CHINGIS KHAN

Demi describes this handsome but problematic life of the Mongol leader generally known as Genghis Khan as her own ``interpretation...based upon both historical resources and folklore.'' Emphasizing his heroic deeds, genius as a leader, and the sheer magnitude of his empire, she conjures up a warlord to inspire pride, as Diane Stanley did with Shaka, King of the Zulus (1988); like Stanley, she focuses more on the glory than on the gore—the tyrant's horrendous other side. Demi's illustrations are rich with shining gold; they have an elegant simplicity of design and subdued colors suitable to the subject's gravity. The small, simply represented figures, though derived from oriental art, at times seem inappropriately childlike, while the playful camels and horses (especially on the endpapers) are downright coy. Though the book as a whole is beautiful, the style tends to trivialize the subject. Perhaps it's curmudgeonly to complain of the heroic treatment of a national hero; after all, The White Stag (1937) celebrated Attila the Hun, yet won the Newbery. What Demi includes here is fascinating, well-researched, and contains a good many harsh truths. Still, much is omitted, and it's worrisome to present children with such a positive picture of a military leader whose wars were typified by one source as ``ruthless carnage.'' (Biography/Picture book. 7-12)

Pub Date: Oct. 15, 1991

ISBN: 0-8050-1708-9

Page Count: 56

Publisher: Henry Holt

Review Posted Online: May 20, 2010

Kirkus Reviews Issue: Oct. 1, 1991

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Simple, bella, un regalo permenente: simple and beautiful, a gift that will stay.

HOW TÍA LOLA CAME TO (VISIT) STAY

From the Tía Lola Stories series , Vol. 1

Renowned Latin American writer Alvarez has created another story about cultural identity, but this time the primary character is 11-year-old Miguel Guzmán.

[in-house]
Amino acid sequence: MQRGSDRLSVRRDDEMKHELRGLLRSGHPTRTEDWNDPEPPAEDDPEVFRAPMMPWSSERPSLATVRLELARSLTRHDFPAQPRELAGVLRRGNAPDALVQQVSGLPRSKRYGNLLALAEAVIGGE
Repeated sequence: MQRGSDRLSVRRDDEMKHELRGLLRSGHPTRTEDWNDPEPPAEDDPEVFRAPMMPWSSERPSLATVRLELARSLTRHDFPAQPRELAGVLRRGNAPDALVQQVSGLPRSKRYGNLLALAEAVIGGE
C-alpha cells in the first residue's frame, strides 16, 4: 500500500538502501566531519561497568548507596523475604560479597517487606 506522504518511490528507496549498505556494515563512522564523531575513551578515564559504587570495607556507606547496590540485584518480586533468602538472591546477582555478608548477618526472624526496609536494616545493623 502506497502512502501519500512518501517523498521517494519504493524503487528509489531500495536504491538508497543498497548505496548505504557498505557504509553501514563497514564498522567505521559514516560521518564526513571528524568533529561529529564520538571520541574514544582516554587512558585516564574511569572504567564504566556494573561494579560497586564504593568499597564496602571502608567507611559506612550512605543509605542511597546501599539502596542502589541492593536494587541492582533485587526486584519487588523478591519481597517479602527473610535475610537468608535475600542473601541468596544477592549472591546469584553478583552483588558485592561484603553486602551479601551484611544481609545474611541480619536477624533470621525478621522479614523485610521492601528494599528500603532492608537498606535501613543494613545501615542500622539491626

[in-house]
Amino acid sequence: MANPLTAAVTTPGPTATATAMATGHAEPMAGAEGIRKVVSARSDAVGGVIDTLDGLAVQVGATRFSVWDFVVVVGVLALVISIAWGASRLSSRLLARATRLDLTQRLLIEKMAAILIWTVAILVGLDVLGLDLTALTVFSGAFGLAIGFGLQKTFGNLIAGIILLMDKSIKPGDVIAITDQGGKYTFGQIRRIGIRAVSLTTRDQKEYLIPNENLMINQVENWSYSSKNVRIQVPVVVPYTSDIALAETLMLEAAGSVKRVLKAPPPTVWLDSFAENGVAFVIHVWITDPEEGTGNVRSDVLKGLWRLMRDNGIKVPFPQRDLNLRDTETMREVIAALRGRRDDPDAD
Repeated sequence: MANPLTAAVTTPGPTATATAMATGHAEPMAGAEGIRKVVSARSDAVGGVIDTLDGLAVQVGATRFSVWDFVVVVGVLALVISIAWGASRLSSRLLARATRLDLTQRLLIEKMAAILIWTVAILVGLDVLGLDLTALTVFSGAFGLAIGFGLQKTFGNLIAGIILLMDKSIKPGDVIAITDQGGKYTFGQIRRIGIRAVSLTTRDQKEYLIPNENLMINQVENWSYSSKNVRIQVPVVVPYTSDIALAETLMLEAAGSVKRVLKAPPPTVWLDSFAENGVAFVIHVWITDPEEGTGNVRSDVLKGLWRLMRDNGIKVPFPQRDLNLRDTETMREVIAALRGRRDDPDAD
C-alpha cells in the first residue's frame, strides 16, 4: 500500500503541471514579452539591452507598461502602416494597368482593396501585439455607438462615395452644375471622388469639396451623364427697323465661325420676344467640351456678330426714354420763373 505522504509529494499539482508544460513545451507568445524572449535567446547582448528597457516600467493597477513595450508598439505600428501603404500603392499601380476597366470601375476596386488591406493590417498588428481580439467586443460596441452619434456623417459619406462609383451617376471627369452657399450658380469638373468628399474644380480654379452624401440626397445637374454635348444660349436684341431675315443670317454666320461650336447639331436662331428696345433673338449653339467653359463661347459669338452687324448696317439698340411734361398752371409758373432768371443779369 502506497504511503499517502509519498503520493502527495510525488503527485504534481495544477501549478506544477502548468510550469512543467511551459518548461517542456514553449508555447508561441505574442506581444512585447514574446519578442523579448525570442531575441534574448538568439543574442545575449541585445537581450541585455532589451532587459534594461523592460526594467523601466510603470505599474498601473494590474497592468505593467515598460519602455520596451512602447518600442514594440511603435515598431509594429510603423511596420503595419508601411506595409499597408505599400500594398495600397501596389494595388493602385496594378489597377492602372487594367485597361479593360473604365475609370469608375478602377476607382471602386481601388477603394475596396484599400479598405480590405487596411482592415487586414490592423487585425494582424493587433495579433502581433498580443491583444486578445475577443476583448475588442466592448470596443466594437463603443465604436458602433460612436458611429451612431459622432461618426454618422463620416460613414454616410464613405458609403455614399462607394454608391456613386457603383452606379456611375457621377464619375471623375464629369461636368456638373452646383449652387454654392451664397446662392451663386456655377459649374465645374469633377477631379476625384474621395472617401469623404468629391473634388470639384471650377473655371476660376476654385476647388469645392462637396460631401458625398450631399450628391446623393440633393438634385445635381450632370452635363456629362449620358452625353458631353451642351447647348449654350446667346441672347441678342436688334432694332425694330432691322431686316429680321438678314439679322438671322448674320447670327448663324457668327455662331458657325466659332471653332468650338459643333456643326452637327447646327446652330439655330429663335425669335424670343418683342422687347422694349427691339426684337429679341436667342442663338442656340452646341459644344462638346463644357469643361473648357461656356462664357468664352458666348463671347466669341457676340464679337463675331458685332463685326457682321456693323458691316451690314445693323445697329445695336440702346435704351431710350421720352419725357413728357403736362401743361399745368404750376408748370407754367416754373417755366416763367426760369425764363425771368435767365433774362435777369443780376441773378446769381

When Tía Lola arrives to help the family, Miguel and his hermana, Juanita, have just moved from New York City to Vermont with their recently divorced mother. The last thing Miguel wants, as he's trying to fit into a predominantly white community, is a flamboyant aunt who doesn't speak a word of English. Tía Lola, however, knows a language that defies words; she quickly charms and befriends all the neighbors. She can also cook exotic food, dance (anywhere, anytime), plan fun parties, and tell enchanting stories. Eventually, Tía Lola and the children swap English and Spanish ejercicios, but the true lesson is "mutual understanding." Peppered with Spanish words and phrases, Alvarez makes the reader as much a part of the "language" lessons as the characters. This story seamlessly weaves two culturaswhile letting each remain intact, just as Miguel is learning to do with his own life. Like all good stories, this one incorporates a lesson just subtle enough that readers will forget they're being taught, but in the end will understand themselves, and others, a little better, regardless of la lengua nativa—the mother tongue.

Simple, bella, un regalo permenente: simple and beautiful, a gift that will stay. (Fiction. 9-11)

Pub Date: March 1, 2001

ISBN: 0-375-80215-0

Page Count: 160

Publisher: Knopf

Review Posted Online: May 20, 2010

Kirkus Reviews Issue: Jan. 15, 2001

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With comically realistic black-and-white illustrations by Selznick (The Robot King, 1995, etc.), this is a captivating...

FRINDLE

Nicholas is a bright boy who likes to make trouble at school, creatively. 

When he decides to torment his fifth-grade English teacher, Mrs. Granger (who is just as smart as he is), by getting everyone in the class to replace the word "pen'' with "frindle,'' he unleashes a series of events that rapidly spins out of control. If there's any justice in the world, Clements (Temple Cat, 1995, etc.) may have something of a classic on his hands. By turns amusing and adroit, this first novel is also utterly satisfying. The chess-like sparring between the gifted Nicholas and his crafty teacher is enthralling, while Mrs. Granger is that rarest of the breed: a teacher the children fear and complain about for the school year, and love and respect forever after. 

With comically realistic black-and-white illustrations by Selznick (The Robot King, 1995, etc.), this is a captivating tale—one to press upon children, and one they'll be passing among themselves. (Fiction. 8-12)

Pub Date: Sept. 1, 1996

ISBN: 0-689-80669-8

Page Count: 105

Publisher: Simon & Schuster

Review Posted Online: May 20, 2010

Kirkus Reviews Issue: July 1, 1996

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